Arkansas Governor Sarah Huckabee-Sanders signed in a new law adding restrictions on “adult-orientated performances” in a bill that originally took aim to reclassify drag shows to be in the same category as adult strip clubs and theaters. The conservative lawmaker first targeted drag shows, but she received pushback from the LGBTQ community.
Senate Bill 43 signed by the Republican governor defined “adult-oriented performances” as a performance that features nudity or seminudity, real or simulated sexual activities and be intended to appeal to “prurient” interests, a term that’s not defined in the legislation.
Under the legislation, adult performances are now banned from public property or funded “in whole or in part” with public funds. The bill also restricts any admittance of minors to be participating or attending the adult show.
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The original version of the legislation would have classified drag shows as adult-oriented businesses, the same category as adult theaters and strip clubs, which would have banned them from being within 1,000 feet (305 meters) of public schools, churches and libraries. The final bill signed by Sanders doesn’t mention drag shows or gender identity, easing some of the concerns from opponents.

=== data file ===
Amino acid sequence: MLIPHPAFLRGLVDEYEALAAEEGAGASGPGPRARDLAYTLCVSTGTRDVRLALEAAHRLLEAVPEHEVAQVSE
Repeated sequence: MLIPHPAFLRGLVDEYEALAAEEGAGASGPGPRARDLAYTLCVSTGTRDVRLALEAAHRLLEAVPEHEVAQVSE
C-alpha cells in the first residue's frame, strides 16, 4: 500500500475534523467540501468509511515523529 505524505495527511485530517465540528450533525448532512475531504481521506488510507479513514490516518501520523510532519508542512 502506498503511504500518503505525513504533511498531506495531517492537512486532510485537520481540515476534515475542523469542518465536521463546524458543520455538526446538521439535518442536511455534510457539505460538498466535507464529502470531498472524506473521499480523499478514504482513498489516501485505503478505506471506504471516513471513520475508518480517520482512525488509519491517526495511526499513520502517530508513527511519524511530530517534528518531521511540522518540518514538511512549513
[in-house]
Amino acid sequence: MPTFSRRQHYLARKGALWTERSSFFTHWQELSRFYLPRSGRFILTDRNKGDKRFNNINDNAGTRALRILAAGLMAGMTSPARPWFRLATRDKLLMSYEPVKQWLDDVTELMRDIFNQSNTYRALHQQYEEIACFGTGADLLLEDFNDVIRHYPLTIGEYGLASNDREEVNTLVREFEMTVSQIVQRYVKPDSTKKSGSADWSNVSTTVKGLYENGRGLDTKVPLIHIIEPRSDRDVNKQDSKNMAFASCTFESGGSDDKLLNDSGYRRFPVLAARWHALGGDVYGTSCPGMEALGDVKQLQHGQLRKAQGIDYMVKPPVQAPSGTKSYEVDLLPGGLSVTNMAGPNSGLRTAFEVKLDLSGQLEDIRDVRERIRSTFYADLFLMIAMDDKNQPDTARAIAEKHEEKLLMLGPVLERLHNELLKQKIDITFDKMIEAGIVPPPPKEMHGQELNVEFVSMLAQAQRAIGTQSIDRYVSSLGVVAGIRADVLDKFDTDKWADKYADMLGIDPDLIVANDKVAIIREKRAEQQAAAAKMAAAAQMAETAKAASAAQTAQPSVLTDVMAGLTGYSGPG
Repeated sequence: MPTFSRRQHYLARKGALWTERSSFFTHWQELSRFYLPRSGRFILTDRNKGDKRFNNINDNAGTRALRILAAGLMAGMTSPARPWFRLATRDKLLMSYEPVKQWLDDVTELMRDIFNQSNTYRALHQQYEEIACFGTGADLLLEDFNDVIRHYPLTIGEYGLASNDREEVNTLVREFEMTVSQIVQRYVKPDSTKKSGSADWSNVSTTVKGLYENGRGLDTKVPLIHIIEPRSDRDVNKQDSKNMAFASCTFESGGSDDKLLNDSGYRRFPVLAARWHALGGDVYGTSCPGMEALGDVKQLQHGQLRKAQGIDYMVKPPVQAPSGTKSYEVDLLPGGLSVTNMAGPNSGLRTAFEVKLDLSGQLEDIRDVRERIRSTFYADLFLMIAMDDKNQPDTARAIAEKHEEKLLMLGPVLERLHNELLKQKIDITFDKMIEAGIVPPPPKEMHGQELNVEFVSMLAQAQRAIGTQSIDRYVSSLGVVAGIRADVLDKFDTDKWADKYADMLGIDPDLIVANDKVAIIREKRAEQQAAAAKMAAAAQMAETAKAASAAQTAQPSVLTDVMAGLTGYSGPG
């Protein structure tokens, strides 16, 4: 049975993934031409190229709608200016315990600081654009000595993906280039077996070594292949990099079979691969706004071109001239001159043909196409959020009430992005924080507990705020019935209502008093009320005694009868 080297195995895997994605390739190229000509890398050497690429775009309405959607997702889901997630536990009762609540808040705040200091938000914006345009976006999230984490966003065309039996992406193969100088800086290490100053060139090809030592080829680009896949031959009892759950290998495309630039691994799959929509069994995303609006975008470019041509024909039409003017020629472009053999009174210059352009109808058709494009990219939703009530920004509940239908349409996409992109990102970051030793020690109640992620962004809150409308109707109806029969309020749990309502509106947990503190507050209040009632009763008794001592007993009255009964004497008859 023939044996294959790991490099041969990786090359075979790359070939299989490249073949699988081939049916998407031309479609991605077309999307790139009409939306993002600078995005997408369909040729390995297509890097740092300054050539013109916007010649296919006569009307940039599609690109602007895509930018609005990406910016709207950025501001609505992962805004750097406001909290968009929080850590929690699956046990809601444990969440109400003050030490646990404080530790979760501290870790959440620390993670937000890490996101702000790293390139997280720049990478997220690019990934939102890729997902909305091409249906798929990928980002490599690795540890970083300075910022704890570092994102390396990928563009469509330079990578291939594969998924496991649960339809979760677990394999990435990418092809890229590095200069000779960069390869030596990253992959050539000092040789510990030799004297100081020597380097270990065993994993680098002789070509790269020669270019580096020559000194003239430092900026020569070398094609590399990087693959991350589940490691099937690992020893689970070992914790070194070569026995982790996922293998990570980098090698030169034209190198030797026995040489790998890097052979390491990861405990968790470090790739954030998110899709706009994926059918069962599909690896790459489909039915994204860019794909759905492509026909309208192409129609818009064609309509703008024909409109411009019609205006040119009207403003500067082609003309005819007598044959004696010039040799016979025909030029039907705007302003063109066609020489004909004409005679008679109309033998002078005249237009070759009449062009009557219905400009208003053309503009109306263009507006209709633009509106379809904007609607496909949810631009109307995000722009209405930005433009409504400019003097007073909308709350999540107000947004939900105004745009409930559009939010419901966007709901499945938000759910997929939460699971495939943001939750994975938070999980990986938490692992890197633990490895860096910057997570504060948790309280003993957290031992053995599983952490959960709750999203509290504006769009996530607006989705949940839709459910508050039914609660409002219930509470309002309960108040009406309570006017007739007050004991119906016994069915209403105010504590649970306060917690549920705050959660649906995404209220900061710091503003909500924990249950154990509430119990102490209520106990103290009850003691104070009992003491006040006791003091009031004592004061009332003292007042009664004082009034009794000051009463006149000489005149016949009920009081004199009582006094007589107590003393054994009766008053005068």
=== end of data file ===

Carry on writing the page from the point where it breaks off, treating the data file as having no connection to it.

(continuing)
Despite the changes, top Democrat in the Arkansas House said the bill was worded too vaguely.
Other states are following Huckabee-Sander’s lead and working on creating similar legislation restricting drag shows.
Tennessee’s lawmakers passed a bill on Thursday restricting drag performances in public or in front of children. Senate lawmakers voted 26-6 in favor of the bill, with only Democrats opposing.
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Under the Senate’s bill, “drag show” is not explicitly defined. Instead, the legislation would expand the definition of adult cabaret in Tennessee’s law to include “adult-oriented performances that are harmful to minors,” as defined in Tennessee’s obscenity law.
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The legislation then bans adult cabaret from taking place on public property or in a location where minors might be present.
“We don’t want to have the door open that they can go see advertent nudity and sexual acts or the depiction of sexual acts,” said Republican Sen. Becky Massey. “I’m sorry, that’s not what Tennessee is about.”
The Associated Press contributed to this report.
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